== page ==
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Kalos inscriptions

(715 words)

Author(s): Scheibler, Ingeborg (Krefeld)
[German version] The Greek custom of publicly praising someone's beauty using the epithet kalós (καλός, masc. = ‘beautiful’), less commonly kalḗ (καλή, fem.) is particularly evident in Attic vase inscriptions - made before the firing of the vessels - from the 6th and 5th cents. [1; 5]. Spontaneous graffiti [3] on vases can also be found, as well as other public kalos inscriptions (KI) [4. 22, 46-65] (schol. Aristoph. Vesp. 98). They stem from an interest in beautiful youths, also expressed in early Greek lyric poetry, and in the pederastic conventions of the time, but also in the ideal of kalo…

Loutrophoros

(398 words)

Author(s): Scheibler, Ingeborg (Krefeld)
[German version] (ἡ λουτροφόρος; hē loutrophóros). Container for, or carrier of, bathing water. Mentioned by Dem. Or. 44,18 as a structure on top of a tomb showing the unmarried status of the deceased. Only late ancient and Medieval authors go into details about the loutrophoros as a wedding vessel and about the antique custom of erecting a monument ( mnḗma) in the form of a loutrophoros for the unmarried deceased ( ágamoi). This was apparently intended as a symbolic reconstruction of the bridal bath and wedding ( Wedding customs and rituals). The loutrophoros is d…

Stamnos

(163 words)

Author(s): Scheibler, Ingeborg (Krefeld)
[German version] (στάμνος/ stámnos). Storage jar for wine, oil, etc.; mercantile inscriptions point to the pelike (Pottery, shapes and types of, fig. A 8); today an archaeological term for a bulbous lidded vessel with a recessed neck and handles on the shoulders (Pottery, shapes and types of, fig. C 6). First instances in Laconia and Etruria in the Archaic Period, adopted in Athens around 530 BC, in the 5th cent. almost exclusively exported from there to Etruria. Depictions on red-figured stámnoi show it as a central wine vessel in a Dionysian women's festival, though th…

Lekythos

(391 words)

Author(s): Scheibler, Ingeborg (Krefeld)
[German version] (ἡ λήκυθος; hē lḗkythos). Greek generic term for ointment and oil vessels of various shapes and sizes with a narrow opening, also comprising the alabastron and aryballos ; based on schol. Pl. Hp. mi. 368C, today in particular a term for Attic funerary vessels from the 6th and 5th cents. BC that contained aromatic oil donations and were a popular gift for the dead ( Vessel, shapes and types of fig. E 3). As the white-ground lekythoi grew bigger, small insets for saving oil became common in the 5th cent. Around 400 BC, a group of Attic monumental clay lekythoi obviously formed th…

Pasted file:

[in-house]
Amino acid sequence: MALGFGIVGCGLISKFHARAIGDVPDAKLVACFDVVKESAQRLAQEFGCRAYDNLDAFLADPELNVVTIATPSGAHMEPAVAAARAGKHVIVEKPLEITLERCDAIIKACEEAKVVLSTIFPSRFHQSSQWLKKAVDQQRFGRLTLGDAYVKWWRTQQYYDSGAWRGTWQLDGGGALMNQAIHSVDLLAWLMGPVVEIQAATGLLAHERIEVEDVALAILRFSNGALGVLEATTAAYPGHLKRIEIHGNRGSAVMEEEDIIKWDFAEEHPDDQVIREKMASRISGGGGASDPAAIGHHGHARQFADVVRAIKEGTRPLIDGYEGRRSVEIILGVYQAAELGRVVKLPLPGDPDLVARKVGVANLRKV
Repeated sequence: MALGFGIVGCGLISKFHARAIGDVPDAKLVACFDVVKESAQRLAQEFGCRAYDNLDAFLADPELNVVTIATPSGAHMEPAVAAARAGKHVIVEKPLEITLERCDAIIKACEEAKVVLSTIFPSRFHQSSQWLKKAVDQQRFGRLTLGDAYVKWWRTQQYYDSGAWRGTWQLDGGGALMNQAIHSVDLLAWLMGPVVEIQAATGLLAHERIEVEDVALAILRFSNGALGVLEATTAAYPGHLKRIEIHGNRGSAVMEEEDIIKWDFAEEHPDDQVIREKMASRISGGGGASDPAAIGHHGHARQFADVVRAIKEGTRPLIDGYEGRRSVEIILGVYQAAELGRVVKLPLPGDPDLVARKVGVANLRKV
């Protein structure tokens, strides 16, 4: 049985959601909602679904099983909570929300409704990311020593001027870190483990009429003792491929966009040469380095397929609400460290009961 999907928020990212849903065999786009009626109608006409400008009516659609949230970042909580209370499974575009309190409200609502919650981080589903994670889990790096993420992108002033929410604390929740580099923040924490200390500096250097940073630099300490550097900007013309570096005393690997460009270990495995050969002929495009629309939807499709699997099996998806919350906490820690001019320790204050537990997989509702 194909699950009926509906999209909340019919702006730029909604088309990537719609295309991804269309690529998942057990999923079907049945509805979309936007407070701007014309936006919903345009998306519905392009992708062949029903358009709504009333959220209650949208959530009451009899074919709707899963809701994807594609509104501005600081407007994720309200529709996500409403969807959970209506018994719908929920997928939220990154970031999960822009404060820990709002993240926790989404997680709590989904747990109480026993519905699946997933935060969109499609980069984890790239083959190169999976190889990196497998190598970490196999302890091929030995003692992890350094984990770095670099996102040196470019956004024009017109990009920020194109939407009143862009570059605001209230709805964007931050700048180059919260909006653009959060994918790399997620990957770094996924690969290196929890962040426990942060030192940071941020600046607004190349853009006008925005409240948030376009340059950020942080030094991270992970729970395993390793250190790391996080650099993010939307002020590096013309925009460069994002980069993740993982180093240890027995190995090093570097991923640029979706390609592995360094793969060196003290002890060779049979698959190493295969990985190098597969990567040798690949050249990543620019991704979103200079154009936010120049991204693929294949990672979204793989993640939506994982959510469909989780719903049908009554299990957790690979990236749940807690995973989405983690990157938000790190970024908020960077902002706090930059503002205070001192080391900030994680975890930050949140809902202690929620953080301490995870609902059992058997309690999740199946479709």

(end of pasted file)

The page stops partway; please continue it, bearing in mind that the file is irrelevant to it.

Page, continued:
Vase painters

(697 words)

Author(s): Scheibler, Ingeborg (Krefeld)
[German version] The collective term 'vases' for Greek painted pottery (II. A.) as a special sub-genre of ceramics characterized by its often rich decoration emerged in the 18th cent. when the first vasi antichi were discovered in Campania and Etruria. Since their decoration was the task of the potter, no ancient word exists for the profession of vase painters (VP), although they could mark their work with the signature ἔγραψεν/ égrapsen ('has painted'). The first signatures of VP appear on early archaic, Cycladic and Corinthian pottery. In Athens, the earliest example is Sophil…

Askos

(157 words)

Author(s): Scheibler, Ingeborg (Krefeld)
(ἀσκός; askós). [German version] [1] Wineskin Leather wineskin. Scheibler, Ingeborg (Krefeld) [German version] [2] Vessel type Collective archaeological term for closed vessels with stirrup handle and spout ( Vessel forms). Larger ‘sack pots’ as early as the Bronze Age; askoi in the form of birds and ducks mainly in the 8th cent. BC, also present in Etruria. Loops handles suggest flasks, pictorial representations, drinking vessels. The small, black-varnished or red-figured askoi of the 5th-4th cents. BC in the form of skins, or lenticular or ring-shaped, probably…

Figurine vases

(418 words)

Author(s): Scheibler, Ingeborg (Krefeld)